Anjanvel is an quiet island on the southern most bank of Vashishti River at the confluence of Arabian Sea near Guhagar town of Ratnagiri District of Maharashtra. Anjanvel port is located at this place and is considered as all weather natural seaport. This seaport offers facilities for shipbuilding and old ship breakings and maintenances.
Anjanvel is an orthodox
fishing village with traditional fishing practices blended with modern
fishing boats with engine. While visiting here one can get the real
experience of interacting with fishermen community
Anjanvel (Gopalgad) Fort
One of the sea forts with great bastion around, the Anjanvel called Gopalgad is full of scenic beauty. Located in the Anjanvel village on the shore of Arabian Sea, fort is carried with twelve Buruj. Two small yet attractive temples and the lighthouse on the top of it, are the site to enjoy the nature fully. From Lighthouse you can view the beauty of the sea and rivers downhill at the Guhagar. It is the great hill for trekkers with challenging routes to reach at the fort.
Anjanvel fort, was built by the Bijapur kings in the sixteenth century, strengthened by Shivaji about 1660, [Some Persian verses on a flat oblong stone give the date 1707 and the Builder's name Sidi Saat. The verses are: Whoever built a new mansion, when he was called away, did it not belong to another? God is immortal and all else subject to death. When the kind king, the light of the world, gave the order, the fort was made, which he could not live to see. Sidi Seat (built) the fort. Written on the 10th of Zil Hajj, the first year of the reign, Hijri 1119 (A.D. 1707).] and improved by his son Sambhaji (1681-89). In 1699, the fort was attacked and captured by Khairat Khan, Habshi of Janjira (1680-1708), who added the lower fort, Padkot. [Jervis' Konkan, 92.] In 1744 (December), Tulaji Angre Sarkhel (Sarkhel is a designation in IndianNavy) took it from the Habshi, and naming it Gopalgad, added the upper fort, Balekot. From him, in 1755, it passed to the Peshva, [Nairne's Konkan, 92.] and on the Peshva's overthrow, fell to British forces on the 17th May 1818. [Nairne's Konkan, 116; Service Record of H.M's XXIst Regiment N.I. (Marine Battalion).] The fort stands on a prominent and commanding point on the south shore of the creek entrance half a mile from Anjanvel. It covers seven acres, and is surrounded on three sides by the sea, and on the fourth by a deep ditch now partly filled. There is no complete line of outworks, only one or two covered ways leading down to batteries. The fort walls, built of stone and mortar, are very strong, about twenty feet high and eight feet thick, with, at some distance from each other, twelve bastions, were armed with cannon. The fort is still in good condition. South of the fort is a deep trench eighteen feet broad. There are two doors, one to the east, the other to the west. On either side of the west door was a guardroom. The interior of the fort, once full of buildings, still has traces of small houses. There are also three wells with a plentiful supply of water. Near the wells is a building said to have been the store-room, close to it, a granary, and at a little distance, the Governor's palace.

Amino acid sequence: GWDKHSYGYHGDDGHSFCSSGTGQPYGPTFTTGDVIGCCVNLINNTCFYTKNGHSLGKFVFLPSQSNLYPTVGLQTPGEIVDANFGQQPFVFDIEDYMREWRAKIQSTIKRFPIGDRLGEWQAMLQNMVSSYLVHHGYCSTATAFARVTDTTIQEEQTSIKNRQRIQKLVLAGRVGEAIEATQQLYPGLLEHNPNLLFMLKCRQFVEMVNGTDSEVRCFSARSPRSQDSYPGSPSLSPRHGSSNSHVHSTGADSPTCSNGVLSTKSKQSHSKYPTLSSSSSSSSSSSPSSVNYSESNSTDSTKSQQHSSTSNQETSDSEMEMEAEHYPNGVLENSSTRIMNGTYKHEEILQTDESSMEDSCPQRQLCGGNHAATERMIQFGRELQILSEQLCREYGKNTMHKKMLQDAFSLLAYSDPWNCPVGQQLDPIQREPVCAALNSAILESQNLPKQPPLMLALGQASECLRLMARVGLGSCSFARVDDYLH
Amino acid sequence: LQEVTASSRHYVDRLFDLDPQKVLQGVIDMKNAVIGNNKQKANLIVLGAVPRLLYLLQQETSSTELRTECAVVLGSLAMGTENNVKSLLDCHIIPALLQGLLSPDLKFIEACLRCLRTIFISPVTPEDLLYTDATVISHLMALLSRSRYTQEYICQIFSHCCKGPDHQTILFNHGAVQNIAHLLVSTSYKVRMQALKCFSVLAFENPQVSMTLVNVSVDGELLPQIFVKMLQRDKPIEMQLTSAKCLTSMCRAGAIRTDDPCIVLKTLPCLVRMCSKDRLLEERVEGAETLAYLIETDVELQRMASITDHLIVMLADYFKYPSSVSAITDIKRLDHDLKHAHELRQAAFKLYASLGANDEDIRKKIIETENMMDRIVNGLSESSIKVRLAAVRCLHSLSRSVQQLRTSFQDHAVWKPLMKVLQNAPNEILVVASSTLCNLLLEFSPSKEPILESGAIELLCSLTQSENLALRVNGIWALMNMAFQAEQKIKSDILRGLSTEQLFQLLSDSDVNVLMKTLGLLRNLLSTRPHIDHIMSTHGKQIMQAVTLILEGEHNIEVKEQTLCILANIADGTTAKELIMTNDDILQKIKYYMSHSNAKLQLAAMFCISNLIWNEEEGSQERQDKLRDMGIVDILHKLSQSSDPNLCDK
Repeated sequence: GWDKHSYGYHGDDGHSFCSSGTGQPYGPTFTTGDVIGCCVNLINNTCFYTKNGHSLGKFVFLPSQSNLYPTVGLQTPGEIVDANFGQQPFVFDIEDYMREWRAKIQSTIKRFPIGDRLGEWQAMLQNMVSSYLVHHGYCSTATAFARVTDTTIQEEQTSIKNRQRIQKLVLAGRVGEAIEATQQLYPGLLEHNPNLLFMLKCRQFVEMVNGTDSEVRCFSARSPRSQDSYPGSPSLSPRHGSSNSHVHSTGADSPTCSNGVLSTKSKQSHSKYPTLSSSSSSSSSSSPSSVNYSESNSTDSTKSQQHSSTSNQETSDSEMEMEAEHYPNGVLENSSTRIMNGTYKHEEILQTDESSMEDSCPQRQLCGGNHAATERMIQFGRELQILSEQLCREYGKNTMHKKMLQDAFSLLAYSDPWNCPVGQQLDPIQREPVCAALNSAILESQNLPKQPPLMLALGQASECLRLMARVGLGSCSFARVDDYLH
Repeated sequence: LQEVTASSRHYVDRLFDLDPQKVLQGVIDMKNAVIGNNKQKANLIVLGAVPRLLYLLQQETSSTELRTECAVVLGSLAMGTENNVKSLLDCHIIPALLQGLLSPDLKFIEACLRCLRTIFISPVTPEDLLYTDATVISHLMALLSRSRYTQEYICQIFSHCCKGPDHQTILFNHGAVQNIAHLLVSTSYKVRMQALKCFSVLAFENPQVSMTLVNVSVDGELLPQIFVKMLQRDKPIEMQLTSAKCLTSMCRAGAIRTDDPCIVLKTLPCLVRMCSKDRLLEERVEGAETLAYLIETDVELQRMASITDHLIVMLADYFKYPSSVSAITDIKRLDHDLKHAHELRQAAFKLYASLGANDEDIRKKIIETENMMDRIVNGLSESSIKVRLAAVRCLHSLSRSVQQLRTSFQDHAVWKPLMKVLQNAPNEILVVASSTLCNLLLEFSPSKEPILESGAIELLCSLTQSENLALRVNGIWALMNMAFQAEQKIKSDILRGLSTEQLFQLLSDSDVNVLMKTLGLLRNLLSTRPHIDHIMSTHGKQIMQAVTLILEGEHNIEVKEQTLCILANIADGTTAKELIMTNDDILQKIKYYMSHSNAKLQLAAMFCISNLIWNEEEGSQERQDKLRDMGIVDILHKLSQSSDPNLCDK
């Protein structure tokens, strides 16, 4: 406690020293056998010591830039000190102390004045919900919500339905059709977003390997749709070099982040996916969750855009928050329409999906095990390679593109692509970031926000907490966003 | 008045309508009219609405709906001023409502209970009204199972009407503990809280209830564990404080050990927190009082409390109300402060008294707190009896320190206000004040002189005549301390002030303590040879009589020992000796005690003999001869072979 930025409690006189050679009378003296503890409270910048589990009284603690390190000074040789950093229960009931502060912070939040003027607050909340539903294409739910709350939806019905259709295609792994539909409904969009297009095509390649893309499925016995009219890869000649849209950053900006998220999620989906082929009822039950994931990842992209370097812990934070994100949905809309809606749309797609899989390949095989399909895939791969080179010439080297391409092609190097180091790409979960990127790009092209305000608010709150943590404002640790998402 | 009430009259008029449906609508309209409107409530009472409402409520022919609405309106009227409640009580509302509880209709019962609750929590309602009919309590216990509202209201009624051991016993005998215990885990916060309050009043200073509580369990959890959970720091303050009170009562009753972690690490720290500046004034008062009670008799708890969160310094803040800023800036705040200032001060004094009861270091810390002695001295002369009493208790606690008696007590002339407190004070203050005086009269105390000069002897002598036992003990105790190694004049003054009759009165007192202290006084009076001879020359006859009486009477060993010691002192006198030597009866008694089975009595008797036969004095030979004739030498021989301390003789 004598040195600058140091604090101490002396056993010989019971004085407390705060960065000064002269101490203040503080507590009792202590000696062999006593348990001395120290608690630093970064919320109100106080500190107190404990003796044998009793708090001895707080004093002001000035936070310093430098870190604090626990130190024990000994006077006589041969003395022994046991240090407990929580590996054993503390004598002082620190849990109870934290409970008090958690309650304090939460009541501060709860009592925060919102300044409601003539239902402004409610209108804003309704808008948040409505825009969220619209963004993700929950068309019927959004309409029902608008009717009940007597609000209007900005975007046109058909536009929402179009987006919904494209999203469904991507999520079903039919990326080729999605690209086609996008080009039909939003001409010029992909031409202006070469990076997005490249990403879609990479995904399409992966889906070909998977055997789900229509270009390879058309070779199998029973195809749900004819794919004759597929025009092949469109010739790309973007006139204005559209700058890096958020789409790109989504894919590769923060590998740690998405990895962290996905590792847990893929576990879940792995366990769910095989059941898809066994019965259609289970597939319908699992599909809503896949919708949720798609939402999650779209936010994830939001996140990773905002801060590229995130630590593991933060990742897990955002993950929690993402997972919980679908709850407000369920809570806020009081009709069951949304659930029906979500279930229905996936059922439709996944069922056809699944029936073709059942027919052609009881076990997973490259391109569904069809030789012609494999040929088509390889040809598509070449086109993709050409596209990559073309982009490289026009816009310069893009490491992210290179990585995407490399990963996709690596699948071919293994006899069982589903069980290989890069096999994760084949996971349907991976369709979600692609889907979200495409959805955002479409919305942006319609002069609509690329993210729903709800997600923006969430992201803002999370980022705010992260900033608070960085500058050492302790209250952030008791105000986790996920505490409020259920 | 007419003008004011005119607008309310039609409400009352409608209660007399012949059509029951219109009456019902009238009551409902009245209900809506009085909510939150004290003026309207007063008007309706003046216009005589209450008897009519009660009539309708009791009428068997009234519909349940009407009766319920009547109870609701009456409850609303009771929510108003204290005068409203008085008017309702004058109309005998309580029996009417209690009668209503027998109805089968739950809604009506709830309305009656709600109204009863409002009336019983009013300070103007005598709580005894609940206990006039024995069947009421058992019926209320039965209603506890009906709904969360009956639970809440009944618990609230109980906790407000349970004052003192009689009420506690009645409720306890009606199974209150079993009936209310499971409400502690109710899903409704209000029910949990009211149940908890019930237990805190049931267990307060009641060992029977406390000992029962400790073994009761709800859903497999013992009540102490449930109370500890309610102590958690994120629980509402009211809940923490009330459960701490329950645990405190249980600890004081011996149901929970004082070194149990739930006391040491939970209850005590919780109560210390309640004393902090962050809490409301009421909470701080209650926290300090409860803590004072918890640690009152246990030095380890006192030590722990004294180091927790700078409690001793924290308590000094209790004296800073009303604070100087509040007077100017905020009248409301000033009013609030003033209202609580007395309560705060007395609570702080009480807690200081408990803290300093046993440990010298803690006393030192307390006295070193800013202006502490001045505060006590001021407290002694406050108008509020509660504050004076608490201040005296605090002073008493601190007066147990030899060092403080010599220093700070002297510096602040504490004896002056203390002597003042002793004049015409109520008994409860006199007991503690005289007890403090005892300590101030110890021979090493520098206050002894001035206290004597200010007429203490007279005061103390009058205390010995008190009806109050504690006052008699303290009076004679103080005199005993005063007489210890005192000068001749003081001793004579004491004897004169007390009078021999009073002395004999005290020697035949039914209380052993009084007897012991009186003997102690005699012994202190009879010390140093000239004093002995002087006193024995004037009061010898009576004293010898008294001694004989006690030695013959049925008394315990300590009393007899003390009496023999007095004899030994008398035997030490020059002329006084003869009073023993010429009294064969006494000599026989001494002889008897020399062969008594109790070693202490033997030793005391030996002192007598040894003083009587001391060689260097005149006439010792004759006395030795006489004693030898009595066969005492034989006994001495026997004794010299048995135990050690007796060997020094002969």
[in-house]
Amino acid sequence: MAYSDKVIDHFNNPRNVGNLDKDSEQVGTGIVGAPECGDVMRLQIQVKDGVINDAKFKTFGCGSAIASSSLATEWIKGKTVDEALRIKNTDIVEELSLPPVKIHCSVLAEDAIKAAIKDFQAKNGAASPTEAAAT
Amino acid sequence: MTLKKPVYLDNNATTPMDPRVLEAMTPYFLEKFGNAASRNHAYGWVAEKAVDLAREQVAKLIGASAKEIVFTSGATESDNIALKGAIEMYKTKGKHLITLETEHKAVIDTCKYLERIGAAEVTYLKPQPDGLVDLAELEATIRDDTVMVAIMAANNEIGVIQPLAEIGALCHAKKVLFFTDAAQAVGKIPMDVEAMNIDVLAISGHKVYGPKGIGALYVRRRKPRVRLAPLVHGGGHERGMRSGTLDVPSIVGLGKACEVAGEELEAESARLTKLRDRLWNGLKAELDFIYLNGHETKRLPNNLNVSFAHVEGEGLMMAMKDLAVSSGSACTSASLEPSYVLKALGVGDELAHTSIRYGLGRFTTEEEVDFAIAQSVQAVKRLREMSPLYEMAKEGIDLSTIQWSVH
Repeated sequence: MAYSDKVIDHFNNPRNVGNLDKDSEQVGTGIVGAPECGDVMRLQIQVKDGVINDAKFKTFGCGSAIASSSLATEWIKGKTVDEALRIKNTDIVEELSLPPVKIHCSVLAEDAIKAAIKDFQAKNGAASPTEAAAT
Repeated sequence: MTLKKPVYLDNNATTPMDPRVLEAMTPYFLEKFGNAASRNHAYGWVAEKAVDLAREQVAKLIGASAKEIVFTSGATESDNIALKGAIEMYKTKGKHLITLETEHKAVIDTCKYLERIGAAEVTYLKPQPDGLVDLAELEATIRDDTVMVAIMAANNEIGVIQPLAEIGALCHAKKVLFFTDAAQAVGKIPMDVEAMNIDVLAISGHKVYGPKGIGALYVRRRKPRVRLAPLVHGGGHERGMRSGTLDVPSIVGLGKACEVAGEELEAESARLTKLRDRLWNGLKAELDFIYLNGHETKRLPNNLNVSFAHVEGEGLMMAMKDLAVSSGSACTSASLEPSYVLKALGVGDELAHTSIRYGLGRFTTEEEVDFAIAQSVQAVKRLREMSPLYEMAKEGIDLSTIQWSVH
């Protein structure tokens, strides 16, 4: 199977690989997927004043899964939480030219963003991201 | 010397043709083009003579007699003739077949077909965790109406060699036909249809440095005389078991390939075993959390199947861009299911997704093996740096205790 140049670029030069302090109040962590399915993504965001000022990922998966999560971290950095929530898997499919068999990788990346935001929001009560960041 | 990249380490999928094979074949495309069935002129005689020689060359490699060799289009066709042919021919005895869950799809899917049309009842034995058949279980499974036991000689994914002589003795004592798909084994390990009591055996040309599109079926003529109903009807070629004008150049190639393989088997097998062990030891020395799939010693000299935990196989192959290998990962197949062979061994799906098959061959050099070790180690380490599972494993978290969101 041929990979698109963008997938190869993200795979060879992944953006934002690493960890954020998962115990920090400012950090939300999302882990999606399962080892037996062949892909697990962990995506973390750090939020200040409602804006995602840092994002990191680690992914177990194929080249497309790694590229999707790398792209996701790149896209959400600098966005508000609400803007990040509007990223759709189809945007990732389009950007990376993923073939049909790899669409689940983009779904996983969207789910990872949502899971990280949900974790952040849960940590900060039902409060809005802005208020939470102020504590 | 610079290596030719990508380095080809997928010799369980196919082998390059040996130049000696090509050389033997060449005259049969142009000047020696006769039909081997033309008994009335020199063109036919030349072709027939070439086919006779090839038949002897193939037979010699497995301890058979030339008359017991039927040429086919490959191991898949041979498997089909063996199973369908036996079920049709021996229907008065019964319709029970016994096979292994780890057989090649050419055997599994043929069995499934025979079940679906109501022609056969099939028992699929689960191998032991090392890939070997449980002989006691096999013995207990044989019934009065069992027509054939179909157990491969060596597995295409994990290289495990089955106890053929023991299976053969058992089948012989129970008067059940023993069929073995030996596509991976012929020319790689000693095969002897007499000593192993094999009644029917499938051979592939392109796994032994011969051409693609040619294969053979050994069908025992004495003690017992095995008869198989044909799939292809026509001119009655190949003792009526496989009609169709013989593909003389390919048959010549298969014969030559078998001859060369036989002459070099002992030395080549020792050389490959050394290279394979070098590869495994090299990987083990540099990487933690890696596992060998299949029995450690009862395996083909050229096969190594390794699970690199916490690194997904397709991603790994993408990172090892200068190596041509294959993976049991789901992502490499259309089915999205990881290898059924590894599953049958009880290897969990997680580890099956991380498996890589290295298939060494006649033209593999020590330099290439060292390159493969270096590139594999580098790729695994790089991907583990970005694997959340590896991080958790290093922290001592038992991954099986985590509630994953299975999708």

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Anjanvel, Maharashtra, India
Leading Indian State